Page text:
In 2001, the House of Lords stated that "there seems to be a widespread belief that insurance companies are fair game, and that defrauding them is not morally reprehensible". This has never rung truer than in times of financial turbulence.
Broadly speaking, insurance fraud can be divided into three categories:
- Fabrication of an insured loss;
- Exaggeration of an insured loss; and
- Manipulation of evidence to support an otherwise valid insurance claim.
Types of insured fraud
Sometimes the insured may not have actually suffered any loss at all, and fraudulently represents the existence of the insured loss to insurers. Other times, the insured may have suffered a loss, but it is not an insured loss under the policy because it was not caused by an insured event, or did not take place within the terms of the policy. The loss may have taken place outside the policy period or be subject to a specific exclusion. The insured fraudulently represents to insurers that the loss was caused by an insured peril. In these circumstances, the insured fraudulently fabricates the existence of an insured loss.
In other cases, the insured might suffer an insured loss, but the insured fraudulently exaggerates the quantum of the loss to receive a larger indemnity under the policy. For example, an insured with a household contents insurance policy suffers a loss caused by a burglary. When the insured submits a claim to insurers, they fraudulently claim for more insured items than were actually stolen. The insured might consider that they paid premiums on their insurance policy for years, never suffered any loss, and that this is their opportunity to receive a payout. In this sense, the insured might feel that their conduct is not morally reprehensible. Exaggerated insured losses may be the most common type of insurance fraud.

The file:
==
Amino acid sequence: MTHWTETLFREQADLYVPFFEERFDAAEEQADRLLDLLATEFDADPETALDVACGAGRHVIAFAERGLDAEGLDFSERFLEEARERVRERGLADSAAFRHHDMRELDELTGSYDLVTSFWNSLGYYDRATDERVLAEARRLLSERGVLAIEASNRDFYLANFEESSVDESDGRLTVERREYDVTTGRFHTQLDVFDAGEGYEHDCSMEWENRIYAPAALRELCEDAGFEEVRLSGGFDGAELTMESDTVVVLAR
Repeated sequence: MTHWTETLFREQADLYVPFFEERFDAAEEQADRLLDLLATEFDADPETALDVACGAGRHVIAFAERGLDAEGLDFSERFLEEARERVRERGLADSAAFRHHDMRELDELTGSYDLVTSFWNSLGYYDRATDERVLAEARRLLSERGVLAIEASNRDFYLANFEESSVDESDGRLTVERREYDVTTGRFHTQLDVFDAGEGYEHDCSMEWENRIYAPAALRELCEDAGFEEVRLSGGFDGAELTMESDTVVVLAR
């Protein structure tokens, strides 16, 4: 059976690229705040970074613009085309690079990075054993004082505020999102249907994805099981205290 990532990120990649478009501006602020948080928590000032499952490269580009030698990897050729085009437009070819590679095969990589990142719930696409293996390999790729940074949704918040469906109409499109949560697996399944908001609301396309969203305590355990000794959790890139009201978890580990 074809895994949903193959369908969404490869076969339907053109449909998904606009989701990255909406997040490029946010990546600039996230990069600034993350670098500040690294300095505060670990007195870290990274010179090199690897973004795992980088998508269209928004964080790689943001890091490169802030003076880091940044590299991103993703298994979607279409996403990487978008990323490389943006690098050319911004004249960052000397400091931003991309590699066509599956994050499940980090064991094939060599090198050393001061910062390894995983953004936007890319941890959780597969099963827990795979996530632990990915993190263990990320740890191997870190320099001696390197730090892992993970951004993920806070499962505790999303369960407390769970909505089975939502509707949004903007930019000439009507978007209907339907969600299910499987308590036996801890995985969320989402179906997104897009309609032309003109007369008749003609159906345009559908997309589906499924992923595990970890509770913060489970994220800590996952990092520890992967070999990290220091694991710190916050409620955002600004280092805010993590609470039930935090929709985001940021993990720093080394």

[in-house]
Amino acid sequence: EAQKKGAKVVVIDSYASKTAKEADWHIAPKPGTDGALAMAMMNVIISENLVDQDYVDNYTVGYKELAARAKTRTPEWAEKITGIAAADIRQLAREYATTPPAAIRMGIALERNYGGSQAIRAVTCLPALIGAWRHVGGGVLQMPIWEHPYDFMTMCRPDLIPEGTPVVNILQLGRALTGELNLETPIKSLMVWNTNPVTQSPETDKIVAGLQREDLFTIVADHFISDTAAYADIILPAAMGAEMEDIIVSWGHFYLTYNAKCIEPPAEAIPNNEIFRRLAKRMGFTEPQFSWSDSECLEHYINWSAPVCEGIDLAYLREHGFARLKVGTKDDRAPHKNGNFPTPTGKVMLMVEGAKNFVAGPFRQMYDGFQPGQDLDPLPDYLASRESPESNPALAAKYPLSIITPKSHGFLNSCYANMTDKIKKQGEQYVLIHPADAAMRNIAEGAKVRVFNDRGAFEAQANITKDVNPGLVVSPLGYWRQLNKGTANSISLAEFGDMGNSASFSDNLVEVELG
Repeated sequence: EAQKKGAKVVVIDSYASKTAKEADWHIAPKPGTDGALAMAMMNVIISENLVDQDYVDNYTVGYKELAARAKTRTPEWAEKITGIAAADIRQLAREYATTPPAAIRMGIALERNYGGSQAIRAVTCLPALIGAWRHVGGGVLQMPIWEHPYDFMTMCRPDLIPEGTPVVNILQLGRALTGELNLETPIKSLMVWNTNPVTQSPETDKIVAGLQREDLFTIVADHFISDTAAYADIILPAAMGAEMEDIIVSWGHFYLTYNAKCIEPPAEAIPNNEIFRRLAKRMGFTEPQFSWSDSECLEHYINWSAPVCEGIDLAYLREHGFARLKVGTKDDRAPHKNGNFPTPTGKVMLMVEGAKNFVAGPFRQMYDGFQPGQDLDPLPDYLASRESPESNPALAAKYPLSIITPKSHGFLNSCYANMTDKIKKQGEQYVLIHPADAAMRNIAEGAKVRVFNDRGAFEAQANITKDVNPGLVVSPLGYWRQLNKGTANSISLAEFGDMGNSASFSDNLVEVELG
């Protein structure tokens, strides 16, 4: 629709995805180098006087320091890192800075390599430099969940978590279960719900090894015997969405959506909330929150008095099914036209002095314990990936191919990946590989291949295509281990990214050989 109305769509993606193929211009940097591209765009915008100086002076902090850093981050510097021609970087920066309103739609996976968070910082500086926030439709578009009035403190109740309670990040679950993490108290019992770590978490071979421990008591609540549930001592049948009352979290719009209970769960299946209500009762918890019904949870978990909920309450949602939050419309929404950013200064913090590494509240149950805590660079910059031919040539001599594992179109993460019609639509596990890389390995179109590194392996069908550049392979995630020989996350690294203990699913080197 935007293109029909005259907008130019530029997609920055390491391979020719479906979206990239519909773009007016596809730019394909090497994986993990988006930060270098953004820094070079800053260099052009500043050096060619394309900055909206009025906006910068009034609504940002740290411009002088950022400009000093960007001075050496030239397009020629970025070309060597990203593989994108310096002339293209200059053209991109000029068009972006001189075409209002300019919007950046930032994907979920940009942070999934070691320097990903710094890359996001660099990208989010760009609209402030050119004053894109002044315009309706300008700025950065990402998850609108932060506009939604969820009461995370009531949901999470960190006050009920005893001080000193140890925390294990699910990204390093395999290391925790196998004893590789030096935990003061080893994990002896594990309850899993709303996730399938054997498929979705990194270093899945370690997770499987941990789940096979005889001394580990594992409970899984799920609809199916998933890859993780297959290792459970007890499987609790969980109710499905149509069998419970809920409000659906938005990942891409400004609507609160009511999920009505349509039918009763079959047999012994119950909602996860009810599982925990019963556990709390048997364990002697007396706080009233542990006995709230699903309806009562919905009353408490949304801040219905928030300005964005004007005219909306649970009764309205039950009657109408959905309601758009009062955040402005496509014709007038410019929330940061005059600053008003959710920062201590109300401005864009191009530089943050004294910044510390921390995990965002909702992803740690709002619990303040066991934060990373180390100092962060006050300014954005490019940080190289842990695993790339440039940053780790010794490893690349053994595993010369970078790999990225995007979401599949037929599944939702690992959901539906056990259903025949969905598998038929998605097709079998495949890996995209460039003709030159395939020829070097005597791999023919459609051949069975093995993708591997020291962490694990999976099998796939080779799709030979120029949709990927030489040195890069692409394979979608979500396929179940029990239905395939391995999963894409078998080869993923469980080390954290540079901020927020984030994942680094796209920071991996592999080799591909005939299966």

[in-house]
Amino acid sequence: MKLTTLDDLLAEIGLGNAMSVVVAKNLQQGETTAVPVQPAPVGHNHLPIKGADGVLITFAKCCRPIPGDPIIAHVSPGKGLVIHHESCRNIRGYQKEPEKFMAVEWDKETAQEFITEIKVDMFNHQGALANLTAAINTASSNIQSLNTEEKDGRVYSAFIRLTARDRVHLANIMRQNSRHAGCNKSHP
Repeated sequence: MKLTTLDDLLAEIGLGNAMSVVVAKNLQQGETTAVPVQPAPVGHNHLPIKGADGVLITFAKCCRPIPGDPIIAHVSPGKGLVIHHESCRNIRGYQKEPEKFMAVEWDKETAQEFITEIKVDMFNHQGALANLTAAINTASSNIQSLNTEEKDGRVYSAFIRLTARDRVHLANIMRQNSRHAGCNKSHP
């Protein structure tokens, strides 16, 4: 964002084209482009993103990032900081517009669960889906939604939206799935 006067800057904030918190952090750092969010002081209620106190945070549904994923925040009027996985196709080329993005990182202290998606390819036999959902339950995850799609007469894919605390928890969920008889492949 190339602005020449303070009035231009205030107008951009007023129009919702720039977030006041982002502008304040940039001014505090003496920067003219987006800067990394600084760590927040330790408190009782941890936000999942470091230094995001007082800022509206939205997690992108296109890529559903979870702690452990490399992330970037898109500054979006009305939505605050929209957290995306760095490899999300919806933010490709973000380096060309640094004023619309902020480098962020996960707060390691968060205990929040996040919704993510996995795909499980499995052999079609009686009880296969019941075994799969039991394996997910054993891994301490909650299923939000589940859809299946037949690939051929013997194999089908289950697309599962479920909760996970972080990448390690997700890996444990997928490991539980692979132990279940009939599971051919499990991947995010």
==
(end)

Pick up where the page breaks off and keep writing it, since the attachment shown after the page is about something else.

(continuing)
Manipulating evidence is equally common. Here, the insured has suffered an insured loss, and has a valid claim under the policy. However, to ensure that they expeditiously receive a payout, they manipulate the evidence to support their valid claim.
Risks of fradulent claims is rising
The motive for insurance fraud varies. Some people may be motivated by poor health or financial distress. Others may be white collar fraudsters motivated purely by financial gain. The motive does not matter. The effect is the same.
The insurance industry is a risk-sharing enterprise. As a result of fraud, insurers end up paying more claims than their risk assessment indicated as likely to occur. The inevitable result is that insurers’ losses are passed onto the consumer through increased premiums. As financial pressures are increasing for both commercial operations and households, the risk of fraudulent insurance claims is rising.
What can be done to mitigate this situation?
Apart from rejecting the fraudulent claim and refusing future insurance, insurers can also invoke another civil remedy: the forfeiture clause. This clause has a penal element because it enables insurers to refuse liability for otherwise valid claims if they are tainted by fraud. It means the insured even forfeits payouts to which they would have been entitled if it were not for the fraud.
Fraud is a crime. Addressing crime does not only require effective police and prosecutorial services, but a change in the mindset and moral framework of the general population. Criminal activity, at every level, needs to be dealt with and eradicated swiftly through zero-tolerance policies. This should be the primary focus, as it is a “top down” change. Unless there is a different mindset, fraud will persist.
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